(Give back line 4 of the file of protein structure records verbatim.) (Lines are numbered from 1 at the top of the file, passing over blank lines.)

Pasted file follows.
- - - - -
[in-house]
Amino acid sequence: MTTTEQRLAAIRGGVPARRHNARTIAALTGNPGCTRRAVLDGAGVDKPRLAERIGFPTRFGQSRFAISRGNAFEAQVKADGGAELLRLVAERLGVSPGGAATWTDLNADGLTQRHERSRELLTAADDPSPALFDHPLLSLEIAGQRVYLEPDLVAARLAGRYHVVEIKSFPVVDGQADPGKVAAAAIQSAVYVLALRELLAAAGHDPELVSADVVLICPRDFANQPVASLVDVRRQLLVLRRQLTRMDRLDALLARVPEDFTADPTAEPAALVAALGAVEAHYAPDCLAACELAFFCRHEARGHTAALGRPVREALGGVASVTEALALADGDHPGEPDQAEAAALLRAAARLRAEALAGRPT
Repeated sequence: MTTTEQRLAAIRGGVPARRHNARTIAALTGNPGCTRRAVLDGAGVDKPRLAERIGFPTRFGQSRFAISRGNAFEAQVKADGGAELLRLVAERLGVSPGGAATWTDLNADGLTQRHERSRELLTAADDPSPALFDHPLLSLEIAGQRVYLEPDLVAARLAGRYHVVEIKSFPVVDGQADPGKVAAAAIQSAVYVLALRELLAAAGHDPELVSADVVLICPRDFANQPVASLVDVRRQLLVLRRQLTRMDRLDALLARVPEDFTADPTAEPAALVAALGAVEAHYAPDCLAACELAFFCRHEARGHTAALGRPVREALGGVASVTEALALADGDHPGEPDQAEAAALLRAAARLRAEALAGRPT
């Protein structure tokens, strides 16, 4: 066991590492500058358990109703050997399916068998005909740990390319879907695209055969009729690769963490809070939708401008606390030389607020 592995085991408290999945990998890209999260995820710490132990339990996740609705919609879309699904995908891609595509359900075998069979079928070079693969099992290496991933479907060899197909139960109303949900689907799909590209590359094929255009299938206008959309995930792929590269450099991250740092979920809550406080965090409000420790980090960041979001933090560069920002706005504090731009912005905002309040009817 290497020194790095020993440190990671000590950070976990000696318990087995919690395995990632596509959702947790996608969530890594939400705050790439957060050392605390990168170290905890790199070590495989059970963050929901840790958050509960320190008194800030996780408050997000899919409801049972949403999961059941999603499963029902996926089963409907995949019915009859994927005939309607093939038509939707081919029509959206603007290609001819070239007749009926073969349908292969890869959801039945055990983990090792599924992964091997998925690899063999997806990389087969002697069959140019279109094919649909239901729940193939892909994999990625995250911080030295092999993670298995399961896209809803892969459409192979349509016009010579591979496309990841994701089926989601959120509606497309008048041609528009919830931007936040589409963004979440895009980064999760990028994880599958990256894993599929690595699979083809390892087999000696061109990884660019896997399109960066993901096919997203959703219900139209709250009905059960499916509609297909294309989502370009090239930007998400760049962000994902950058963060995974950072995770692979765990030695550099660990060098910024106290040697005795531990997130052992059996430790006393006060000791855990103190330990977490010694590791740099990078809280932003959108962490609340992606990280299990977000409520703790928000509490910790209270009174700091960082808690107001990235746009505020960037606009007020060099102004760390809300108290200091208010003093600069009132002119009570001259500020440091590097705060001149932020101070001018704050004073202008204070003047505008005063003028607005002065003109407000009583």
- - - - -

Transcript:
């Protein structure tokens, strides 16, 4: 066991590492500058358990109703050997399916068998005909740990390319879907695209055969009729690769963490809070939708401008606390030389607020 592995085991408290999945990998890209999260995820710490132990339990996740609705919609879309699904995908891609595509359900075998069979079928070079693969099992290496991933479907060899197909139960109303949900689907799909590209590359094929255009299938206008959309995930792929590269450099991250740092979920809550406080965090409000420790980090960041979001933090560069920002706005504090731009912005905002309040009817 290497020194790095020993440190990671000590950070976990000696318990087995919690395995990632596509959702947790996608969530890594939400705050790439957060050392605390990168170290905890790199070590495989059970963050929901840790958050509960320190008194800030996780408050997000899919409801049972949403999961059941999603499963029902996926089963409907995949019915009859994927005939309607093939038509939707081919029509959206603007290609001819070239007749009926073969349908292969890869959801039945055990983990090792599924992964091997998925690899063999997806990389087969002697069959140019279109094919649909239901729940193939892909994999990625995250911080030295092999993670298995399961896209809803892969459409192979349509016009010579591979496309990841994701089926989601959120509606497309008048041609528009919830931007936040589409963004979440895009980064999760990028994880599958990256894993599929690595699979083809390892087999000696061109990884660019896997399109960066993901096919997203959703219900139209709250009905059960499916509609297909294309989502370009090239930007998400760049962000994902950058963060995974950072995770692979765990030695550099660990060098910024106290040697005795531990997130052992059996430790006393006060000791855990103190330990977490010694590791740099990078809280932003959108962490609340992606990280299990977000409520703790928000509490910790209270009174700091960082808690107001990235746009505020960037606009007020060099102004760390809300108290200091208010003093600069009132002119009570001259500020440091590097705060001149932020101070001018704050004073202008204070003047505008005063003028607005002065003109407000009583």